Pasta - Meat Sauce (A Bit Different)
What to put on pasta
The recipe here is a little unusual, in that the meat is traditionally cooked in with the tomato sauce. Here they are cooked separately. The recipe here assumes that we have already made the tomato sauce we are going to pair with the meat and that in the final stages here we will heat it up to go with the meat.
Do not fear, however, that we will fail to show how the tomato sauce is made. Ours is basic, but perhaps a little different, just like the "Pasta - Meat Sauce" end result.
The separation demonstrated here has several advantages. First, it's distinctive (particularly when paired with tubular pasta, as it is in this treatment). Second, the final dish is an artistic composition. It makes, as it were, a splash when set down before a lucky customer. Third, a big batch of tomato sauce can be kept in the refrigerator for a much longer time if there is no meat in it. In the real world, as opposed to the world of the first-class restaurant, this is an important consideration.
The taste, too, is great. And that is what matters.
Meat sauce for pasta.
Grilled tomato sauce
Grill some tomatoes, the more the better.
While they are grilling, smash a lot of peeled garlic cloves and add them to a pan coat heavily with EVOO. Saute these until they show a little color and produce a mouth-watering sensation in anyone whose proboscis is in the vicinity, including your own. Transport the tomatoes from the grill to the pan when they are done. Mash them into the oil and the garlic. Add basil, rosemary and perhaps some oregano. Coarse ground pepper, coarse ground salt, a few red pepper flakes, depending on whether you like heat.
Add a small can of crushed tomatoes. Cook for a while.
Throw in some capers.
EVOO, rosemary, smashed garlic cloves, scallions
Now for the meat, in another pan.
Fresh rosemary would be good, from our garden if we have one. If not, dried rosemary is also great, though less colorful.
EVOO, smashed garlic cloves, chopped scallions -- add these to the skillet and saute until a little color shows.
And until the aroma becomes unbeatable, begging for some addition to the pan which it can then flavor. That is coming up next.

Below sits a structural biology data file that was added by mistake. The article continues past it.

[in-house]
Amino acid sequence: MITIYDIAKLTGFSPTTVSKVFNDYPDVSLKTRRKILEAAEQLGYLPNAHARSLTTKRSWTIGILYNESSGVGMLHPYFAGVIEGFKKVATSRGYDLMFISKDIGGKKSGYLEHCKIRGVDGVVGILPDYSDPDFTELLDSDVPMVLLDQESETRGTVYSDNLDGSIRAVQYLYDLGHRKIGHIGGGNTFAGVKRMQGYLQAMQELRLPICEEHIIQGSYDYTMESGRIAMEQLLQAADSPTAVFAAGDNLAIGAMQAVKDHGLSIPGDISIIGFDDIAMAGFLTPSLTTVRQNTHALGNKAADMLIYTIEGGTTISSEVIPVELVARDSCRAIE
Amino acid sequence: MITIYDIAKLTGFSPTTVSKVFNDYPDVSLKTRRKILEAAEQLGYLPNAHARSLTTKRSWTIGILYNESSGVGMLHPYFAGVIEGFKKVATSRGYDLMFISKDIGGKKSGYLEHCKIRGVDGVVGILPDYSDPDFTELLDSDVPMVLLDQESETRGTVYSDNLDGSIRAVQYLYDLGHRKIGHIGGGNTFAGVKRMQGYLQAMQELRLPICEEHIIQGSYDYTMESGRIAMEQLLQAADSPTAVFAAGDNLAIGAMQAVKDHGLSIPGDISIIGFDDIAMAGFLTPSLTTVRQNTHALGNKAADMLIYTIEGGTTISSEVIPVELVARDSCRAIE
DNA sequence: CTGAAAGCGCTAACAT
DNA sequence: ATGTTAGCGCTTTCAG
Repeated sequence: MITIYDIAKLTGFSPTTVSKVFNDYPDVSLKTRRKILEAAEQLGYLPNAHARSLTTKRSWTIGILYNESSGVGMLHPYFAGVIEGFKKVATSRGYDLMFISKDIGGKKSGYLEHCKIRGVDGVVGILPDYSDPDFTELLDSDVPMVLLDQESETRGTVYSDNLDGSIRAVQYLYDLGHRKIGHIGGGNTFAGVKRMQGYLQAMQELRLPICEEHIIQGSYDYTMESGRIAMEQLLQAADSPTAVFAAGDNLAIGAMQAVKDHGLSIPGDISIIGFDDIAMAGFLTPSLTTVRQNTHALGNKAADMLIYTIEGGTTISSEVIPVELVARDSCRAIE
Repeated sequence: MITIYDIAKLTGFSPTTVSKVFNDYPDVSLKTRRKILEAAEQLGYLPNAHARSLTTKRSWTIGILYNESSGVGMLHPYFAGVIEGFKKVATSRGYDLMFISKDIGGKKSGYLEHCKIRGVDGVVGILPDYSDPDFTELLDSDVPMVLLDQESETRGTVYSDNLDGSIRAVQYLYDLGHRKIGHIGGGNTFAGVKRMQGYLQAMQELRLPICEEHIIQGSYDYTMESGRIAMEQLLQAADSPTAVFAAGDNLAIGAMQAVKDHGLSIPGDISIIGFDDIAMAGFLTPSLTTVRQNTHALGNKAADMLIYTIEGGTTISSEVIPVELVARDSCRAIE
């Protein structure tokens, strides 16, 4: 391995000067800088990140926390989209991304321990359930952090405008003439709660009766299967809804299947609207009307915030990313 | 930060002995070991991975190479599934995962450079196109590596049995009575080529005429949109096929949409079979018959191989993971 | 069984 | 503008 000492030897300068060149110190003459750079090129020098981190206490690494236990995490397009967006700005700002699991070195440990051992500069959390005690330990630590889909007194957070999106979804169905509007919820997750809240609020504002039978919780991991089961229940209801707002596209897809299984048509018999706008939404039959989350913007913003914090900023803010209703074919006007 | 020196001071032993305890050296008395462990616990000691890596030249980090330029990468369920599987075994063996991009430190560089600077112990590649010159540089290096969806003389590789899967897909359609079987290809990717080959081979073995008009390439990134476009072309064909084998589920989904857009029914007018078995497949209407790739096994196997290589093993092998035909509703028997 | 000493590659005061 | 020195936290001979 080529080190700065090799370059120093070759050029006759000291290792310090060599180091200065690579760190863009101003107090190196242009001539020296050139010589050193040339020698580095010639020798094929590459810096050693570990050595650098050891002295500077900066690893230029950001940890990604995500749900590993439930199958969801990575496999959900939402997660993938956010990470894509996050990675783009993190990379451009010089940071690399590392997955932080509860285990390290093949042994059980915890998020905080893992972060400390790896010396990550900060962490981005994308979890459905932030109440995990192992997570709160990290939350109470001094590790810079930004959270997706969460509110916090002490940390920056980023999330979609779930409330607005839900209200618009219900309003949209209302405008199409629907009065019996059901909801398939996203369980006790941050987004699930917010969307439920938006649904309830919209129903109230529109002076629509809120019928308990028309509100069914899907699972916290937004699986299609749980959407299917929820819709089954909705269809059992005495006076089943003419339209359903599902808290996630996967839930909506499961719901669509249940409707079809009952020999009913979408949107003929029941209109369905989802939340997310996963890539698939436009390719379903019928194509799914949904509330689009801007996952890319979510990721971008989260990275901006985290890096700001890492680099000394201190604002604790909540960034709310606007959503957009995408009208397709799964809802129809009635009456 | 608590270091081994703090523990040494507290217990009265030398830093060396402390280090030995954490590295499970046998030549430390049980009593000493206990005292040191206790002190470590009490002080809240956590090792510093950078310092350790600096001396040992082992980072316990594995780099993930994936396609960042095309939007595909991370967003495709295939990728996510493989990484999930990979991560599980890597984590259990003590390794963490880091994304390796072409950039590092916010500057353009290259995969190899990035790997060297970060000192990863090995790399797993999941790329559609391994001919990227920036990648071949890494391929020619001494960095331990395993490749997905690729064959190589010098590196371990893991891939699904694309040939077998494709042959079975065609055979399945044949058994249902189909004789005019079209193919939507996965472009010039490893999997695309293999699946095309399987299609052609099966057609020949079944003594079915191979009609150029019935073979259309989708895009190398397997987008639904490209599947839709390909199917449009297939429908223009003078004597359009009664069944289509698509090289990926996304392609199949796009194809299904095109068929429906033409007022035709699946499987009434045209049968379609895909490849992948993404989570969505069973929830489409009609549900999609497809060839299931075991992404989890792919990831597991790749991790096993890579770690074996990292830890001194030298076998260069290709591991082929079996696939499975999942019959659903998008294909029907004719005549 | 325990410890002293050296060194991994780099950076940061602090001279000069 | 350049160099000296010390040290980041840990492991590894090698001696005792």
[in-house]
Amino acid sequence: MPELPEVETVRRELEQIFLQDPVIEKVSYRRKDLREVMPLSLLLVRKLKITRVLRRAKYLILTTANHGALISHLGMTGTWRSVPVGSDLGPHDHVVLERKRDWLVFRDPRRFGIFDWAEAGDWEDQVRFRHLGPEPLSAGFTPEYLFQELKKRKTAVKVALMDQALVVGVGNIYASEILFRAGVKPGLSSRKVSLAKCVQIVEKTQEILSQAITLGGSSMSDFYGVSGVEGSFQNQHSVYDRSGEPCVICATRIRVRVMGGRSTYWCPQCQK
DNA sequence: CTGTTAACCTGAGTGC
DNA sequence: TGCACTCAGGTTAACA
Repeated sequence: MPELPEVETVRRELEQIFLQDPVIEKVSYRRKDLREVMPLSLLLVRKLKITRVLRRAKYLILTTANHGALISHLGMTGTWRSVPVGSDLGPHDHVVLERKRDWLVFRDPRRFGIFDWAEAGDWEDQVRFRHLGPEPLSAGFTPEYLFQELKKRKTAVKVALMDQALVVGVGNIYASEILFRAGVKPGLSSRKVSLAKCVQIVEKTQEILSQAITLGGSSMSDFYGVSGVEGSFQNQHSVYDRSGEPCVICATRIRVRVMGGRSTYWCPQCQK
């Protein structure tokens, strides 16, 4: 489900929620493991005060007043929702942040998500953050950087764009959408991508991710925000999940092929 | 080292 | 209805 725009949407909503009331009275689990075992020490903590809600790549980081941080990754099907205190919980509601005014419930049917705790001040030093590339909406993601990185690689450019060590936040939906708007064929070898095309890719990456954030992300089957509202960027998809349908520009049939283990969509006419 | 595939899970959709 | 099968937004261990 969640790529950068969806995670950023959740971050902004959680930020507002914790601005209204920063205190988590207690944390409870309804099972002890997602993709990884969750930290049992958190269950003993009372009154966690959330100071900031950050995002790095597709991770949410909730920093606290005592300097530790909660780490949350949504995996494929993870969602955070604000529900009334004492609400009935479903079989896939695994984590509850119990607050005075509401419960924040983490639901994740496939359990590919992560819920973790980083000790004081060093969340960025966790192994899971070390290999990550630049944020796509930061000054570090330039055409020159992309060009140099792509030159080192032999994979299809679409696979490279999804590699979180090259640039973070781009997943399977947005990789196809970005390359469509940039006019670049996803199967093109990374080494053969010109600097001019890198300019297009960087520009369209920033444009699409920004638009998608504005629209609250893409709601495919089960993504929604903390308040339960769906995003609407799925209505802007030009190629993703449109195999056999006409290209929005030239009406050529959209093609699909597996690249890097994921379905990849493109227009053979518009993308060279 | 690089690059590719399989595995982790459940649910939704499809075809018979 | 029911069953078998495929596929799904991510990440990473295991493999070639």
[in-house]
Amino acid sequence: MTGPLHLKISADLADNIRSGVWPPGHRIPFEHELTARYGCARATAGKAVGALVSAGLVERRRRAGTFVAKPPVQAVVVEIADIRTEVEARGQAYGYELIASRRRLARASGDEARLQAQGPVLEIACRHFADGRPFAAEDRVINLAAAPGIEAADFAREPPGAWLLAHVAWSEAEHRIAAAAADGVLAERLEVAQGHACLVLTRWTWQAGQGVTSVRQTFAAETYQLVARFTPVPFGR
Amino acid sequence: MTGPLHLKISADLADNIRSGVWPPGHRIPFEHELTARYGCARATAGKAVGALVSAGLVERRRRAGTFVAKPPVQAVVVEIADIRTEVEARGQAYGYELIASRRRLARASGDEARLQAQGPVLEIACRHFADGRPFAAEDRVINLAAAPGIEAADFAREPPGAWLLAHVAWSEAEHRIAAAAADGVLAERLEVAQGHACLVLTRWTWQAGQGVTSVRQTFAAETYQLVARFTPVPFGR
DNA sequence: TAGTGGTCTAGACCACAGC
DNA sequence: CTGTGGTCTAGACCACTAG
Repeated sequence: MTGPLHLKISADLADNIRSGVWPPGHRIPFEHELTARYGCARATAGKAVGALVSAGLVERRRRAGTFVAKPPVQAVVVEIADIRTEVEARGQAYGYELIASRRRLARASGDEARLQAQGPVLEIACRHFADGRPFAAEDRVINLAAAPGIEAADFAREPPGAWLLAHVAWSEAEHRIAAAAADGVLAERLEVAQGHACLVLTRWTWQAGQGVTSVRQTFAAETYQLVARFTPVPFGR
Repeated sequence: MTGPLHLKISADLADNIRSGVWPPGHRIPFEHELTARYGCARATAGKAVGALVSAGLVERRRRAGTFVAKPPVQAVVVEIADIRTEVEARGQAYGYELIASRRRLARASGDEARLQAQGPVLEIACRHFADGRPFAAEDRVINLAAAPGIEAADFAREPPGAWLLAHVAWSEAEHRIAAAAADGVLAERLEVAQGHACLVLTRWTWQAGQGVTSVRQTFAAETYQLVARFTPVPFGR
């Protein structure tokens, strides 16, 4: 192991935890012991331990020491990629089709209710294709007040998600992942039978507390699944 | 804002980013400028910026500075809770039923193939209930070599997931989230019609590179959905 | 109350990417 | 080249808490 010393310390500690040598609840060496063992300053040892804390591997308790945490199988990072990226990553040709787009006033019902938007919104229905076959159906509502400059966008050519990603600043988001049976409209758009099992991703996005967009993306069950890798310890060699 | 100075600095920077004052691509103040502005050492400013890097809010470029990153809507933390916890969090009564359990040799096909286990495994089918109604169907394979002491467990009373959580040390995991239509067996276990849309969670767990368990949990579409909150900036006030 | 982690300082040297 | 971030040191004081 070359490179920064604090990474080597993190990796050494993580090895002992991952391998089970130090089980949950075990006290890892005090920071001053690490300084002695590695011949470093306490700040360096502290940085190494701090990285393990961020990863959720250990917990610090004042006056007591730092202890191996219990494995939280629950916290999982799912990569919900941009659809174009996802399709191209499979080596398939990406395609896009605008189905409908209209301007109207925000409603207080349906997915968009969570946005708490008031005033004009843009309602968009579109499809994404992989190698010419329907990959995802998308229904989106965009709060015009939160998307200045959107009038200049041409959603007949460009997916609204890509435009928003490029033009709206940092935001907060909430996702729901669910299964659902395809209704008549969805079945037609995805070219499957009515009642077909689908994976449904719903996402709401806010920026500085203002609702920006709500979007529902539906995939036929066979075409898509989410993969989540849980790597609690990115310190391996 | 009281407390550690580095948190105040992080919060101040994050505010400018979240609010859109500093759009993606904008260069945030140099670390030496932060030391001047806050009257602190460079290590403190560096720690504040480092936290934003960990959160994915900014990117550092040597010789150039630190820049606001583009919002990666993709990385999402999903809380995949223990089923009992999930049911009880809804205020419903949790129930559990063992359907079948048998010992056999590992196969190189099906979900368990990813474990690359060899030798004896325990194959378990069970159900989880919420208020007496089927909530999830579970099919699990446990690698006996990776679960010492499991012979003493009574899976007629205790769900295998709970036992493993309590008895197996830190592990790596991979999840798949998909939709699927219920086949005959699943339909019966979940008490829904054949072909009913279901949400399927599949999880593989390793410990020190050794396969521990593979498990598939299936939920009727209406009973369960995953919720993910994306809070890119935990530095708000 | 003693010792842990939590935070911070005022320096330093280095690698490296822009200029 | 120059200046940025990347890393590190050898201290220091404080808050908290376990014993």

For EVOO, click here.
Regular old 80/20 ground beef is the main thing and the best thing to add here. It has more flavor than leaner versions.
It is inexpensive, and we will come to believe that it was made to be paired with a full-rich tomato sauce in pasta heaven.
Add some basil, fresh or dried.
Add some oregano, fresh or dried.
Add some hot sauce or a dried red chili pepper (or two, not forgetting that we may have added these to the tomato sauce, too).
The meat is ready, let's look at the pasta
It only takes a few minutes of cooking to look like this and to be ready for the final pairing with tomato sauce.
This would be a good time to add coarse ground pepper and sea salt.
Tubes and others
We can of course use noodle pasta for this recipe, including good old spaghetti noodles.
But in keeping with our theme of being distinctive, we are going to use an assortment of the short, tubular pastas and their relatives. There are literally hundreds of relatives in this family. Seen here are a mere five: Orecchiette ('little ears") at the top, rigatoncini at 3 o'clock, fusilli at 6, penne rigate at 9, and farfalle in the middle. The extended family has many odd ducks: Torchio (torch shaped), rotelle, quadrefiore, mandala (new as of 1967), and gramigna to name just a few.
Combining the three
Spoon, fork, or tong over some of the cooked pasta (takes about ten minutes, starting with water that is fully boiling) onto a plate or into a bowl.
Add some of the meat.
Ladle some of the tomato sauce around it.
Ladle out some of the tomato sauce into a pan.
Add the meat.
Cook together briefly. Ladle this sauce over the pasta and add parmesan, as above.
This is more traditional, of course. And just as delicious.
With Parmesan, of course. -- Dig in!
I was surprised to find that in Bologna, where of course "spag bol" originated, the sauce is traditionally made to dress a type of egg pasta, tagliatelle, which in shape is similar to fettucine. Less surprising is that its other main use is in making lasagne.
Indeed the original ragu (the term for any meat-based sauce) still made in Bologna is quite different from what has become known around the world as Spaghetti Bolognese. The original often uses chopped instead of ground meat, and the meat could be veal instead of beef. The meat can include some fatty pork. Carrots and celery can be included. Thyme can be used as well as basil. Slowness of cooking is essential. Tomato concentrate, in modest amounts, is used in place of canned or fresh tomatoes. Indeed, even tomato concentrate does not appear in the original recipe.
Actual recipes for bolognese sauce don't appear until around 1891, though no doubt the sauce was made for many years before that -- maybe it was such a part of the culture that no one felt the need to write anything down. Apparently milk can be an ingredient. What is happening here?
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